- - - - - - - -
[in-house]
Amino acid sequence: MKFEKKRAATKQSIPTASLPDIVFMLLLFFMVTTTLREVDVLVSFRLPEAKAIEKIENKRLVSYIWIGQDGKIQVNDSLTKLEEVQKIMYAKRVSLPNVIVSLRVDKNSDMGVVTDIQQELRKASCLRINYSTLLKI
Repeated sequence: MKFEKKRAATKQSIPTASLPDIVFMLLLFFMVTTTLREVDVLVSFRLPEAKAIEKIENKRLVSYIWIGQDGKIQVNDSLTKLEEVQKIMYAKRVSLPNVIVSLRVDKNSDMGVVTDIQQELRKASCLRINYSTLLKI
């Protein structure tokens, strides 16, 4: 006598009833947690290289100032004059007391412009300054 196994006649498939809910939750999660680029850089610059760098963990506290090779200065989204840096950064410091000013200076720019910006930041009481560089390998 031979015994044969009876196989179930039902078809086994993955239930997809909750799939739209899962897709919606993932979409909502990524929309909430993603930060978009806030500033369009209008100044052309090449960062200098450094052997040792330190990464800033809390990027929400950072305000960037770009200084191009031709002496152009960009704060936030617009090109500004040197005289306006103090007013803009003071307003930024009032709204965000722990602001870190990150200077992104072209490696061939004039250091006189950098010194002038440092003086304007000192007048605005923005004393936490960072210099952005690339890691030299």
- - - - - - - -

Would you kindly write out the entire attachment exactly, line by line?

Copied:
[in-house]
Amino acid sequence: MKFEKKRAATKQSIPTASLPDIVFMLLLFFMVTTTLREVDVLVSFRLPEAKAIEKIENKRLVSYIWIGQDGKIQVNDSLTKLEEVQKIMYAKRVSLPNVIVSLRVDKNSDMGVVTDIQQELRKASCLRINYSTLLKI
Repeated sequence: MKFEKKRAATKQSIPTASLPDIVFMLLLFFMVTTTLREVDVLVSFRLPEAKAIEKIENKRLVSYIWIGQDGKIQVNDSLTKLEEVQKIMYAKRVSLPNVIVSLRVDKNSDMGVVTDIQQELRKASCLRINYSTLLKI
């Protein structure tokens, strides 16, 4: 006598009833947690290289100032004059007391412009300054 196994006649498939809910939750999660680029850089610059760098963990506290090779200065989204840096950064410091000013200076720019910006930041009481560089390998 031979015994044969009876196989179930039902078809086994993955239930997809909750799939739209899962897709919606993932979409909502990524929309909430993603930060978009806030500033369009209008100044052309090449960062200098450094052997040792330190990464800033809390990027929400950072305000960037770009200084191009031709002496152009960009704060936030617009090109500004040197005289306006103090007013803009003071307003930024009032709204965000722990602001870190990150200077992104072209490696061939004039250091006189950098010194002038440092003086304007000192007048605005923005004393936490960072210099952005690339890691030299």